WERQ® your Diet for Maximum Results – Four Free Online Nutrition Trackers
Have you ever heard the phrase “you can’t out train a bad diet?” What this phrase typically means is that even if you have an intense and regular work out regimen, you won’t achieve optimal results if your dietary intake is poor. While what exactly constitutes a “bad diet” varies from one person to the next, if your WERQ®, R.I.P.P.E.D.®, Cycling, Boot Camp or other classes aren’t giving you the results you want, it’s time to take a hard, honest look at your daily dietary intake – not just calories, but overall nutrient intake.
Whether your idea of the optimal diet is Paleo, South Beach, IIFYM (If It Fits Your Macros) or some other approach, how exactly are you supposed to know how well you’re eating? One option is to work with a nutritionist or dietitian to design and evaluate an eating plan. Another option is to follow a commercial program like Weight Watchers or Jenny Craig. A third option, and one used by approximately 11% of the U.S. Population (8 million people, as of 2012 - http://quantifiedself.com/2013/01/how-many-people-self-track/) is to use some type of technology-based fitness and/or nutrition tracker to keep a log of what you eat. But, which tracker will work best for you? There are lots of different trackers available and numerous factors to consider. See below for a quick comparison of four free online fitness trackers that might fit your needs:
My Fitness Pal – http://myfitnesspal.com
Myfitnesspal is a free online and mobile nutrition and exercise tracker with an extensive food database, customizable diet tracking, exercise database and user community.
Pros – Convenient integration with other popular systems like Fitbit (http://fitbit.com), BodyMedia Fit (http://www.bodymedia.com) and Runkeeper (http://runkeeper.com); Free mobile app available for iOS, Android, Windows AND Blackberry; Extensive user database contains nearly every food you can imagine and makes it easy to quickly log and/or add new foods; ability to customize your dietary goals as well as which macros you see; Built-in and well-designed exercise tracker allows you to track everything with one tool.
Cons – Macro customization is limited to five items; you have to create an account to use the tool.
Super Tracker – http://supertracker.usda.gov
SuperTracker is a free online tool developed and maintained by the Center for Nutrition Policy and Promotion (CNPP), an organization of the U.S. Department of Agriculture (USDA). SuperTracker data and guidance is based on the MyPlate (http://choosemyplate.gov) food guide developed by the USDA and therefore, focused on a U.S. diet.
Pros – Although it’s recommended for best results, you don’t have to create an account to use the tracker; Not focused solely (or primarily) on weight loss – you can choose other goals to track like (1) amount of physical activity, (2) target food groups, and (3) monitoring specific nutrient intake. Amazingly detailed reports to show macro- and micro-nutrients and empty calories (calories that do not provide any nutritional value).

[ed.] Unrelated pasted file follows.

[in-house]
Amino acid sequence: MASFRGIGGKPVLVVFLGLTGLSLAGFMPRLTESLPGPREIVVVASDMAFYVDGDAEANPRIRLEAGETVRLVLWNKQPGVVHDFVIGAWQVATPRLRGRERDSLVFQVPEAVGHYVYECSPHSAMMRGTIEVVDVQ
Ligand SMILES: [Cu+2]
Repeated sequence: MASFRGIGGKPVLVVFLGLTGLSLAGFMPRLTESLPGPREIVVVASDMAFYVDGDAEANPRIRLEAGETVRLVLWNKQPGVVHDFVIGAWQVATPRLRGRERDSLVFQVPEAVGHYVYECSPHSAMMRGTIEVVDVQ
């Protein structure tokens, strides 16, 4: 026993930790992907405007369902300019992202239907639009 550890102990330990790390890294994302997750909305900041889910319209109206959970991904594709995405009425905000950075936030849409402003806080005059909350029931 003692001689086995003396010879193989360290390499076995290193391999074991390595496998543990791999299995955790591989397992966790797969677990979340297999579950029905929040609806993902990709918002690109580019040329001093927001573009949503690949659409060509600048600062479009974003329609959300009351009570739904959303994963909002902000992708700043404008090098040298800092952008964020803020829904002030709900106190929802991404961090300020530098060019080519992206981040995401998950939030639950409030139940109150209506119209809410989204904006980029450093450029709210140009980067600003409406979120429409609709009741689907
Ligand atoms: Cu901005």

Cons – Limited food database and only very useful if you only (or mostly) eat regular whole foods and simple recipes with few ingredients; limited ability to manually quick-add foods to your log; no mobile app; government created and maintained, so in times of governmental crisis – like last year’s shutdown – the site may not be available (I learned this the hard way).
FitDay – http://fitday.com
FitDay is a multi-tiered application that seems highly geared toward weight loss. A very basic online version of the nutrition tracker is available for free. Additional features are provided in a paid premium version. You may also pay to download and install a PC version to use offline. A mobile app is also available.
Pros – Detailed reports show macro- and micro-nutrients, although not as many as Supertracker; easy-to-use interface; opportunity to connect with a live dietitian for dietary advice.
Cons – Online basic online account is free – you must pay for a PC version ($29.99) or mobile app ($1.99 for iOS); No ability to select which macros you want to track; Doesn’t track sodium intake (this is a big deal for potential users who must watch their sodium intake); Can’t customize your dietary goals (in the free version); limited food database.
Cronometer – http://cronometer.com
Cronometer describes itself very simply, as an online diet and fitness tracker that aims “to provide a complete solution for the smart dieter.”
Pros – Easy to use, Detailed reports directly integrated onto the main food diary screen (although not customizable); built-in exercise tracker.
Cons – You have to pay for the mobile app ($2.99 for iOS; $2.97 for Android); Very basic functionality and the interface is not very “user-friendly” – error messages are cryptic and highly technical, e.g., “com.nutrimeter.client.login.NotLoggedInException: Failed to parse facebook response: JSONObject["email"] not found.”
About the blogger: Christina N. Outlay, PhD, is a certified Group Exercise Instructor by the Aerobics and Fitness Association of America and an Assistant Professor of Information Technology. Read more of her helpful blog posts at FIT Scholar – Fitness and Information Technology (http://fitscholar.com).